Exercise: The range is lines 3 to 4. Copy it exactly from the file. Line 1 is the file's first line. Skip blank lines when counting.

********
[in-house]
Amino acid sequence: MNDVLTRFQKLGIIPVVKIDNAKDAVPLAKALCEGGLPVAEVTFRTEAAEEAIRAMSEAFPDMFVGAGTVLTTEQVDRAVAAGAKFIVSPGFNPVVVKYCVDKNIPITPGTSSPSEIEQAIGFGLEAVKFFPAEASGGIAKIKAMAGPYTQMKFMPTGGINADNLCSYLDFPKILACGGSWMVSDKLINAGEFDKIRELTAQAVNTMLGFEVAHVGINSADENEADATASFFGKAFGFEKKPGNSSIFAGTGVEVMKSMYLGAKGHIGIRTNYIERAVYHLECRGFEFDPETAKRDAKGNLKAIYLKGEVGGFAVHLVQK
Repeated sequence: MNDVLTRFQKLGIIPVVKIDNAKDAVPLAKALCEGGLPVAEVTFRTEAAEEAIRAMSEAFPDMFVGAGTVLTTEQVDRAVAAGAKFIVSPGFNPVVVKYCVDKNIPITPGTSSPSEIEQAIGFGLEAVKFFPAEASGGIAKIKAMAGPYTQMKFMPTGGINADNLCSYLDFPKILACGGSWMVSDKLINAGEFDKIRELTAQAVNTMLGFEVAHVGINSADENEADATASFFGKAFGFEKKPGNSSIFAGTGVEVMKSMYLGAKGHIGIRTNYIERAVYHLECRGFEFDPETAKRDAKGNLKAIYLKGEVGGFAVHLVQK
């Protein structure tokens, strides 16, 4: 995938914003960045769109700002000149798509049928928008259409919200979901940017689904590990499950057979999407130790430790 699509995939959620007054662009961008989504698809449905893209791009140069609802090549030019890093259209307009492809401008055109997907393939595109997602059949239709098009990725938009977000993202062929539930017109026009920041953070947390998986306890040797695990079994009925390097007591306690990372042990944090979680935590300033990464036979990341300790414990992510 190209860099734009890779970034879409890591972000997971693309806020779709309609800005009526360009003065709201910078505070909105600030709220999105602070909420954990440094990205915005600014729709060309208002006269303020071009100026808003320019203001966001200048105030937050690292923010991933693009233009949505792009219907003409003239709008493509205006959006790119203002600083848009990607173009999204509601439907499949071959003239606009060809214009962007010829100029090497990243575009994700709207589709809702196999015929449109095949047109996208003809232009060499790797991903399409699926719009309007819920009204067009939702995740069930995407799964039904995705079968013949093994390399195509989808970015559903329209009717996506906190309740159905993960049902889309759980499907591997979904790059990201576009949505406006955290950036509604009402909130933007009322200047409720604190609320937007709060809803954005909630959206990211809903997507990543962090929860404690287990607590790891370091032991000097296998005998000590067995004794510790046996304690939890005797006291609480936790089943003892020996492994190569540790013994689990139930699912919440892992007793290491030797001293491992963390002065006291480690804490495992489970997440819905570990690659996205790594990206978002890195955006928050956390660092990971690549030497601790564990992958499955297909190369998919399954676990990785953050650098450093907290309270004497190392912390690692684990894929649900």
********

Repeated sequence: MNDVLTRFQKLGIIPVVKIDNAKDAVPLAKALCEGGLPVAEVTFRTEAAEEAIRAMSEAFPDMFVGAGTVLTTEQVDRAVAAGAKFIVSPGFNPVVVKYCVDKNIPITPGTSSPSEIEQAIGFGLEAVKFFPAEASGGIAKIKAMAGPYTQMKFMPTGGINADNLCSYLDFPKILACGGSWMVSDKLINAGEFDKIRELTAQAVNTMLGFEVAHVGINSADENEADATASFFGKAFGFEKKPGNSSIFAGTGVEVMKSMYLGAKGHIGIRTNYIERAVYHLECRGFEFDPETAKRDAKGNLKAIYLKGEVGGFAVHLVQK
């Protein structure tokens, strides 16, 4: 995938914003960045769109700002000149798509049928928008259409919200979901940017689904590990499950057979999407130790430790 699509995939959620007054662009961008989504698809449905893209791009140069609802090549030019890093259209307009492809401008055109997907393939595109997602059949239709098009990725938009977000993202062929539930017109026009920041953070947390998986306890040797695990079994009925390097007591306690990372042990944090979680935590300033990464036979990341300790414990992510 190209860099734009890779970034879409890591972000997971693309806020779709309609800005009526360009003065709201910078505070909105600030709220999105602070909420954990440094990205915005600014729709060309208002006269303020071009100026808003320019203001966001200048105030937050690292923010991933693009233009949505792009219907003409003239709008493509205006959006790119203002600083848009990607173009999204509601439907499949071959003239606009060809214009962007010829100029090497990243575009994700709207589709809702196999015929449109095949047109996208003809232009060499790797991903399409699926719009309007819920009204067009939702995740069930995407799964039904995705079968013949093994390399195509989808970015559903329209009717996506906190309740159905993960049902889309759980499907591997979904790059990201576009949505406006955290950036509604009402909130933007009322200047409720604190609320937007709060809803954005909630959206990211809903997507990543962090929860404690287990607590790891370091032991000097296998005998000590067995004794510790046996304690939890005797006291609480936790089943003892020996492994190569540790013994689990139930699912919440892992007793290491030797001293491992963390002065006291480690804490495992489970997440819905570990690659996205790594990206978002890195955006928050956390660092990971690549030497601790564990992958499955297909190369998919399954676990990785953050650098450093907290309270004497190392912390690692684990894929649900």